I especially enjoyed Mysterious Creepy Guy and Mysterious Creepy Woman. They did a very subtle thing with Mysterious Creepy Guy that actually was creepy. And, again, restraint went a long way here. They gave you just enough to make it noticeable but did not draw a big neon sign above his head saying, “Hey! I’m creepy and evil!”

The revelation of the mystery is given to you in bits and pieces and at even intervals, keeping the pace flowing well. It could have flowed a bit better without a few of the repetitious scenes. Also, I don’t know if the hairstyle that Frances had was correct for the time but it seemed…odd. I don’t generally comment on an actor’s appearance but this really stood out to me, especially in light of later events. It’s really the only part of The Rizen that I can say that they were trying a wee bit too hard to throw a slight red herring at you. 

The Rizen is a good mix of action, mystery and horror that soon sucked me in. For anyone looking for non-stop action filled with one-liners then The Rizen probably isn’t going to be for you. However, if you’re looking for a bit of mystery, a bit of gore and one heck of an ending then I strongly recommend The Rizen. I see there’s a sequel in the works and I’m a little torn on that. In a way I am curious about a few things but I also think that The Rizen ended well so I don’t really know how it could support a sequel. I guess we will see…

Indie Zone: Interview with Miles Doleac, writer/director of Demons

 Interview Banner Miles Doleac Demons

Miles Doleac wrote, directed, and starred in Demons, a psychological thriller-horror from Uncork’d.

Demons synopsis: Celebrated fiction writer and former priest, Colin Hampstead, and his wife, Kayleigh, are tormented by the ghost of her late sister, as the details of her grisly death are slowly uncovered.

Read my review of Demons here.

Talking with Miles Doleac


Do you have to be a fan of horror– particularly these types of horror films – to direct one?

Miles Doleac: I think the subject matter, or some element of it, whatever the genre, needs to resonate in some way if you’re to be the most effective steward of it. You have to be able to identify with it at some level. As a genre, horror is vast. I’m not sure everyone recognizes that fact. The Exorcist, Jaws, Halloween, Alien, The Shining, Get Out, even a film like Marathon Man … they’re all horror films, really, but they’re quite different from one another in so many ways. For me, horror is all about psychology. If something is disturbing psychologically, it will elicit a visceral, physical reaction as well. Oftentimes the horror of what you don’t see or know is more profound, which why the original Jaws and Alien films work so well. Good horror gets in your head and bangs around in there. I’m a fan of any film that achieves that.

And what about exorcist movies? A fan?

Miles Doleac: I love The Exorcist and I even enjoyed the new television version to a large extent.  Ben Daniels is terrific in it. Exorcism of Emily Rose has a great creep factor and a strong cast. I’m fascinated with religion and various kinds of religious experience and I teach Latin, so, yeah, I’d say the sub-genre is right up my alley.

It’s the subgenre you just can’t kill! Why do you think that is?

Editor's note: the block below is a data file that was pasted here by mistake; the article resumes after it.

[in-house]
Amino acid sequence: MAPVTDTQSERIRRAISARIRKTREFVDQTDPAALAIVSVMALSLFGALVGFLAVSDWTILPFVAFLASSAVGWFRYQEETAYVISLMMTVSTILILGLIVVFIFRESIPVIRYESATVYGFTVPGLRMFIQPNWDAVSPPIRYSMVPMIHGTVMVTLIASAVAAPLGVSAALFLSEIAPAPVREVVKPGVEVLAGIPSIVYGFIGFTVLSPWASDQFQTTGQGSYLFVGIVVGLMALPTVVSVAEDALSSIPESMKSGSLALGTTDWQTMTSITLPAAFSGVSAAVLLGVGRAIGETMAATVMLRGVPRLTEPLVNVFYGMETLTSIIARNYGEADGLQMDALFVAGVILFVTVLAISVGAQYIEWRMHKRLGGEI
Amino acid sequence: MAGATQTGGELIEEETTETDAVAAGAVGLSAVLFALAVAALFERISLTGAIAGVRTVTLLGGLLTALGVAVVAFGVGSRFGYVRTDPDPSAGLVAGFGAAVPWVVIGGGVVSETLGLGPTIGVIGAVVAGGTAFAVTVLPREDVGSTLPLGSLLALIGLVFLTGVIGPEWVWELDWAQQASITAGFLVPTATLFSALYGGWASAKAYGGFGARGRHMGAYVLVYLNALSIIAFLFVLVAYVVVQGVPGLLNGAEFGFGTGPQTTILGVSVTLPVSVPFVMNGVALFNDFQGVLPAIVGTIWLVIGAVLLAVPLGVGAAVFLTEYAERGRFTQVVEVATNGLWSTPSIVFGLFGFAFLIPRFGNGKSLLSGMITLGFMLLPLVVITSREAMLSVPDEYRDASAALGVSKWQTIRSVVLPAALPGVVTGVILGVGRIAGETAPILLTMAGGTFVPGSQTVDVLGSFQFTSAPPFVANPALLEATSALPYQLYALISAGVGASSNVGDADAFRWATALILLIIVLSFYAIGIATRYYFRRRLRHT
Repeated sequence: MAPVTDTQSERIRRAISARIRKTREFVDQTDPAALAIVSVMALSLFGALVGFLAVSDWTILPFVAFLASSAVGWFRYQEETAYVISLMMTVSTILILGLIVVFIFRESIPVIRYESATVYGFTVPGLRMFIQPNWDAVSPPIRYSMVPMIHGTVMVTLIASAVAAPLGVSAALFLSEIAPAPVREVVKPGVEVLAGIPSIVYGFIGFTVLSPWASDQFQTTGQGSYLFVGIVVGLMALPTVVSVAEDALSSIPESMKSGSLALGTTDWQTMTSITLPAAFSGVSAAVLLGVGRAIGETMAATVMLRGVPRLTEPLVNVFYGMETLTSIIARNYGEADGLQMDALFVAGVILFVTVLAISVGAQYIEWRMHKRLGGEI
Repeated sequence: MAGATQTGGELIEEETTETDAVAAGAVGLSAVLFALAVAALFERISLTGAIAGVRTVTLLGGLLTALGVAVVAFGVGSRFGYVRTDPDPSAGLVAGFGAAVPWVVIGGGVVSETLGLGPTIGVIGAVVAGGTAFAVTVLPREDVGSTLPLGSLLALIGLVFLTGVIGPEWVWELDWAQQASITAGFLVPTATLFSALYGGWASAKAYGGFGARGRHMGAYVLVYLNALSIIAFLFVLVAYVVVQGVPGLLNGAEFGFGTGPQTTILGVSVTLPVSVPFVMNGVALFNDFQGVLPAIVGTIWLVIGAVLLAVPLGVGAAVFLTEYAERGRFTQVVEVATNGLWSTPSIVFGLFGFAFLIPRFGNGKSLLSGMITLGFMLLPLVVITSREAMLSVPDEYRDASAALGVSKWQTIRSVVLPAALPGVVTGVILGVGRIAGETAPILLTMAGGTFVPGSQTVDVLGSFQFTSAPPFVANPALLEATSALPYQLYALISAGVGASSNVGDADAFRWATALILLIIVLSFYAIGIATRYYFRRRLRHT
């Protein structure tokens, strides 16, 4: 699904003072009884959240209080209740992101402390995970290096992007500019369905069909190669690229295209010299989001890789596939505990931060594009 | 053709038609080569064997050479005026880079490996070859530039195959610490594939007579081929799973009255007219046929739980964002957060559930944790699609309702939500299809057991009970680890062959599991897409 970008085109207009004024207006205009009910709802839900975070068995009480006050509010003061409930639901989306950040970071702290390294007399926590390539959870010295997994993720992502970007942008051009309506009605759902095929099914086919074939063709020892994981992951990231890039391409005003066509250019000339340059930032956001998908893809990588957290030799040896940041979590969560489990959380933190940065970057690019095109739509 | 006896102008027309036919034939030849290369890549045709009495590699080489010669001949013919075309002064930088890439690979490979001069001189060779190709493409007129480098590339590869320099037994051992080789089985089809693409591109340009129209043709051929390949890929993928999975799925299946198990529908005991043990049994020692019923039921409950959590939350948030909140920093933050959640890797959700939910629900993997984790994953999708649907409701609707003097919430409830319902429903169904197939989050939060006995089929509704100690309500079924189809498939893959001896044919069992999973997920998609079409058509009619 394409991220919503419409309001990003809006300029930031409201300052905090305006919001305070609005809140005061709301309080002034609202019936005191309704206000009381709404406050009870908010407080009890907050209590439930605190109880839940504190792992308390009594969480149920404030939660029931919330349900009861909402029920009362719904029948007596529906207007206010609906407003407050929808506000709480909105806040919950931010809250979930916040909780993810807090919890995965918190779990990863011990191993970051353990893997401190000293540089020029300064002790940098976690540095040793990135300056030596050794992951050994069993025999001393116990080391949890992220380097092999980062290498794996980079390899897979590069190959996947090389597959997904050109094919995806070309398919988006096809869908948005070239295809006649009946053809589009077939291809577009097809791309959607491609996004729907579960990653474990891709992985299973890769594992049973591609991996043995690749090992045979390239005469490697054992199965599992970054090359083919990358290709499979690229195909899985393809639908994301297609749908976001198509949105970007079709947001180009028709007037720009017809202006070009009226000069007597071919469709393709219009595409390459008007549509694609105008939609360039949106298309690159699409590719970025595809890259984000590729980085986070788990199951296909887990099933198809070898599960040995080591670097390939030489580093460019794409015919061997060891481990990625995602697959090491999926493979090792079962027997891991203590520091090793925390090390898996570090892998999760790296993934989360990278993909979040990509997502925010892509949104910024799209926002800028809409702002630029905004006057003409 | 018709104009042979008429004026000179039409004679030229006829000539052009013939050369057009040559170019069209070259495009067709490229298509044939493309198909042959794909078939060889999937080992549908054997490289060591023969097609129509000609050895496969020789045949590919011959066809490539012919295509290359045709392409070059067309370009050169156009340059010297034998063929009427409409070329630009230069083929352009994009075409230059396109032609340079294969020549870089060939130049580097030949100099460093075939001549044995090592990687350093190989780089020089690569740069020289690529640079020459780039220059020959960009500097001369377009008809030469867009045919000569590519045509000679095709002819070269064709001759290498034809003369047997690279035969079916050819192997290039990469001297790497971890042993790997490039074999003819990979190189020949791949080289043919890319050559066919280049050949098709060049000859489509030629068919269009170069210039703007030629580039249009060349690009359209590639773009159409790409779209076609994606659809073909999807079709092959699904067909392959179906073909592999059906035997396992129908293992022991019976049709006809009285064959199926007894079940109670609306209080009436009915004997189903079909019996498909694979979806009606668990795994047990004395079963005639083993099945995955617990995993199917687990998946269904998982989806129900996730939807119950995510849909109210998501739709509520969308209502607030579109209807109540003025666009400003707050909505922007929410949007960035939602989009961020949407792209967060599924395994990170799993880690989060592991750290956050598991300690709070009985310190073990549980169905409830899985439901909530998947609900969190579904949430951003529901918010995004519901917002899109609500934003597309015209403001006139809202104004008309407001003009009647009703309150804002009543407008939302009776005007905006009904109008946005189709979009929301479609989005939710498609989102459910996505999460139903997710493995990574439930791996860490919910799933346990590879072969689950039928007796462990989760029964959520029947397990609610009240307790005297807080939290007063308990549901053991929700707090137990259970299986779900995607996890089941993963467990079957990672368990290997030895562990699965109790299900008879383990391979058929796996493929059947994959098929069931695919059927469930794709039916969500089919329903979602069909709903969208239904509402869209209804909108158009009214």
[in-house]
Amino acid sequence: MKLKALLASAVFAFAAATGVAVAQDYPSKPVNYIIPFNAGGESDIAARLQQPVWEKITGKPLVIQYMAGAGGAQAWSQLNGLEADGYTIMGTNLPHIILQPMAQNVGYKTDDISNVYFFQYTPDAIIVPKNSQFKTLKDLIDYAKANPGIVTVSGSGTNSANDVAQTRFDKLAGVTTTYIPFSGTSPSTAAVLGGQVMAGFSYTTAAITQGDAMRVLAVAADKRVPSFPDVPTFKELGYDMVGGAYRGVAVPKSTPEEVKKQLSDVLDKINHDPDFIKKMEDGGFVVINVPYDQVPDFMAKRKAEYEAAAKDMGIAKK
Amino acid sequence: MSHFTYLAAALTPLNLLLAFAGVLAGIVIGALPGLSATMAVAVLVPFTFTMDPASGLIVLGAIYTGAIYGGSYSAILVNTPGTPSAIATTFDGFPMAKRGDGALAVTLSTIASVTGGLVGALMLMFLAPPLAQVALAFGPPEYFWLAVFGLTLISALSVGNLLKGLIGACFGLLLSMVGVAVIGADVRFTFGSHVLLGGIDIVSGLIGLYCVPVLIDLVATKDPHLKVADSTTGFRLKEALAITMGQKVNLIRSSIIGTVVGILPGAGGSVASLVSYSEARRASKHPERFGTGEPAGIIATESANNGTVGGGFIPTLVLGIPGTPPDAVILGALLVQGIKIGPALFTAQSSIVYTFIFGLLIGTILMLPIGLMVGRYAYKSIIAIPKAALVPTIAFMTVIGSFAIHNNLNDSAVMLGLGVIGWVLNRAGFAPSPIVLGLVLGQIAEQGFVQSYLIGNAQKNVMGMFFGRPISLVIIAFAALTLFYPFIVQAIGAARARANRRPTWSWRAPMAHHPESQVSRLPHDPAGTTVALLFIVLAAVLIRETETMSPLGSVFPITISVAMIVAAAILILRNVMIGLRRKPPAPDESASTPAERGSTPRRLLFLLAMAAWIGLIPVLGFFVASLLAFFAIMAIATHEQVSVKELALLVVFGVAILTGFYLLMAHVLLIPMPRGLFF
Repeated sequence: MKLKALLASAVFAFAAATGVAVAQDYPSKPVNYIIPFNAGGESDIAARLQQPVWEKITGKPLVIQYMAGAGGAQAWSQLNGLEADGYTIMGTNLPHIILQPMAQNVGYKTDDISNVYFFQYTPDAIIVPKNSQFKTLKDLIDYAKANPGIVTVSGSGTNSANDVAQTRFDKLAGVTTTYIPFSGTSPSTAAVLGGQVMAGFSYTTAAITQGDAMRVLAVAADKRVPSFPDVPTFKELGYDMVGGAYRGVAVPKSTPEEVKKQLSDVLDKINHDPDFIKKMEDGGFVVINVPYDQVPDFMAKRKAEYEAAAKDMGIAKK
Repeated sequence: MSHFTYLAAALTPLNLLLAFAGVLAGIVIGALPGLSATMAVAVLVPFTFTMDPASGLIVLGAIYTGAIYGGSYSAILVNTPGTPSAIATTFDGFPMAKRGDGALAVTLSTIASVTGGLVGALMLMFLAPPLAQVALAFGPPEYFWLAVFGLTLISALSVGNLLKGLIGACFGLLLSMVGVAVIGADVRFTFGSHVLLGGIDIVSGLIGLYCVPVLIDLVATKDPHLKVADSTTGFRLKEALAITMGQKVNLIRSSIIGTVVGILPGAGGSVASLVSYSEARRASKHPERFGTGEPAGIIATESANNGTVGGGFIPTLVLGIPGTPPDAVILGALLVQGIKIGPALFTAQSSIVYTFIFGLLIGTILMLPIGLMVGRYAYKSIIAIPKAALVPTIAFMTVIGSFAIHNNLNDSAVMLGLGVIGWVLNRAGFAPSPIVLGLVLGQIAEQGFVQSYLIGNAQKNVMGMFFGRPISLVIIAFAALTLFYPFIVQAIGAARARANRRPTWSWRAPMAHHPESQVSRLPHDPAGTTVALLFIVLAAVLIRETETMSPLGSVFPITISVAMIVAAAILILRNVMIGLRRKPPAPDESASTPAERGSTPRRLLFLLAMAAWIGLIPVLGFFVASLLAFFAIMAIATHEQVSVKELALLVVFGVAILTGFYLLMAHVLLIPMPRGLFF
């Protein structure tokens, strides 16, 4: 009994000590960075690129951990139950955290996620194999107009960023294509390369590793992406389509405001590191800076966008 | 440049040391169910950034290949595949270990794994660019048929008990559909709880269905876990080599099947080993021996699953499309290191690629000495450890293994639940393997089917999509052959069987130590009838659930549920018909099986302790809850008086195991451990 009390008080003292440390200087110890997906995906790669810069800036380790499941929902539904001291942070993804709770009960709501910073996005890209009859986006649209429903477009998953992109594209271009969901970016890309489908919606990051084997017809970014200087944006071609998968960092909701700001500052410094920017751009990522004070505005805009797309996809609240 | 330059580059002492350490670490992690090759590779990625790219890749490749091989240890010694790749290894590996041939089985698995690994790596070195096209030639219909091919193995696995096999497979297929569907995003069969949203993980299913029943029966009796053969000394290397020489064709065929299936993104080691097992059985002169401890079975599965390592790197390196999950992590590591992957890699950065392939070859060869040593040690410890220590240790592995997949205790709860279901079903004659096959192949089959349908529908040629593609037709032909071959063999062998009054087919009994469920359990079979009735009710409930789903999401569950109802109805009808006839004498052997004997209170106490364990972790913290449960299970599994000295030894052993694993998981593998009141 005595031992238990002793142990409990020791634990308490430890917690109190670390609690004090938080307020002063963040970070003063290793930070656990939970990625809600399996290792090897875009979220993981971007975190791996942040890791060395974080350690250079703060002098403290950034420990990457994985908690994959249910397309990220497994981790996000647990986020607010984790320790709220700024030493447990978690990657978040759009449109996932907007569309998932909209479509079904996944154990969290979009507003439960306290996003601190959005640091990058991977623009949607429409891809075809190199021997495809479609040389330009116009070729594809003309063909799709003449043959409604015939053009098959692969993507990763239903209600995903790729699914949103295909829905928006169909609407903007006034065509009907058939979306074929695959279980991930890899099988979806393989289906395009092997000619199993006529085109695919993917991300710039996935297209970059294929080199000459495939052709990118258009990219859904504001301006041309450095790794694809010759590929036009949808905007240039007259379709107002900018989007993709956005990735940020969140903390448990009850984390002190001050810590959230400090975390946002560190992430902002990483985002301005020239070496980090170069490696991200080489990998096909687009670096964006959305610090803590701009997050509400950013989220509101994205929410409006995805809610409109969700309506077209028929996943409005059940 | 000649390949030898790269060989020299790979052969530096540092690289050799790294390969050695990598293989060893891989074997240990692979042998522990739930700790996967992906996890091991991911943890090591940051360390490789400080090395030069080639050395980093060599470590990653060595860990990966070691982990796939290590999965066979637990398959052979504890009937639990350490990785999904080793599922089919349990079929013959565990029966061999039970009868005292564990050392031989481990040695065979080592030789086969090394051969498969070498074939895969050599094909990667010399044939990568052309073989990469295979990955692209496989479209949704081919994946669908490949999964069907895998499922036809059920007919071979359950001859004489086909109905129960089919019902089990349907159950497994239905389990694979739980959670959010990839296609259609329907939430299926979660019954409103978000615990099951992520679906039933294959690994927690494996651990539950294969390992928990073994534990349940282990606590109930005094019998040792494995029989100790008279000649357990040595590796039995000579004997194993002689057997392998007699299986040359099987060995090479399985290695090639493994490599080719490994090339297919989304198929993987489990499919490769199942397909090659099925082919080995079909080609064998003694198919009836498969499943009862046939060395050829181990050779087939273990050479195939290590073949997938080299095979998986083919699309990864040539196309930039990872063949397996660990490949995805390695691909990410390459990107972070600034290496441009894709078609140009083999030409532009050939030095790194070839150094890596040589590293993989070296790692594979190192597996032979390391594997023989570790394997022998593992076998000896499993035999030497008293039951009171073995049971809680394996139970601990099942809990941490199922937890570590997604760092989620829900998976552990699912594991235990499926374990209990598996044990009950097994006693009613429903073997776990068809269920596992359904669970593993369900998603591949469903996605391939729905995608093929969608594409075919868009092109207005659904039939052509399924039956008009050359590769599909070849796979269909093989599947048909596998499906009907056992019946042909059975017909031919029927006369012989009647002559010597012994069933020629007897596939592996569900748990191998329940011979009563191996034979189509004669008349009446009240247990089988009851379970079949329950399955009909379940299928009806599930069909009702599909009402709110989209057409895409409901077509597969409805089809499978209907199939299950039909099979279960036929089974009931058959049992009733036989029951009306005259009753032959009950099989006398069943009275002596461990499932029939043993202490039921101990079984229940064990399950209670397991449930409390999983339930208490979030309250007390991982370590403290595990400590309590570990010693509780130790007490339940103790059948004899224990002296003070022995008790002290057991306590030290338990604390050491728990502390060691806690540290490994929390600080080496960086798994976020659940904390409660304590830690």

Miles Doleac: It’s about that quintessential struggle between good and evil for the very soul of humankind, right? It probes our deepest, most complicated preoccupations. Who are we in the cosmic scheme? Are we on our own or are we being guided or compelled by forces outside ourselves? Are we primarily good or evil? Is there something spiritual and immortal inhabiting our corporeal flesh? If God exists, can he/she be both all good and all powerful at the same time? These are questions humanity has been asking since time immemorial and exorcism stories just cut right to the heart of them.

What movies would you say Demons is alike?

Miles Doleac: It certainly has elements of popular exorcism films, the two I mentioned above included (The Exorcist and Exorcism of Emily Rose), but I think it also, at times, feels a little like The Big Chill or The Anniversary Party, films that are, of course, from an entirely different genre. I’ve been told it has some David Lynch-type moments, maybe some Kubrickian moments. All of these are films and filmmakers that I admire, so their influence is certainly there. I’m hopeful that the film’s combination of horror and domestic drama makes it a little special, leads it to stand out from the herd a bit.

Did you go the practical route for effects or CGI?

Miles Doleac: Mostly practical. When you’re working with a budget like ours, you have to go practical whenever possible. There are some digital effects here and there though from some very talented folks.

Did you write Colin for yourself? Where does Colin end and Miles begin?

Miles Doleac: I did. The dual timelines in the film present two versions of Colin. I think the Colin in the past (let’s call it the “exorcism” timeline) is more like me. In the present-day timeline, Colin seems to have found a kind of inner calm that I don’t really possess. I think he’s accepted the fact that there are forces beyond his control. It took a profound tragedy for him to arrive at that peace, but he’s pretty steady now. I spend a lot of my time in a state of mild panic, always moving, always needing to be doing something, creating something. Colin has reached that point where he allows himself to just “be” I think. Maybe he’s who I aspire to be.

Did you look into exorcism stories while researching this one?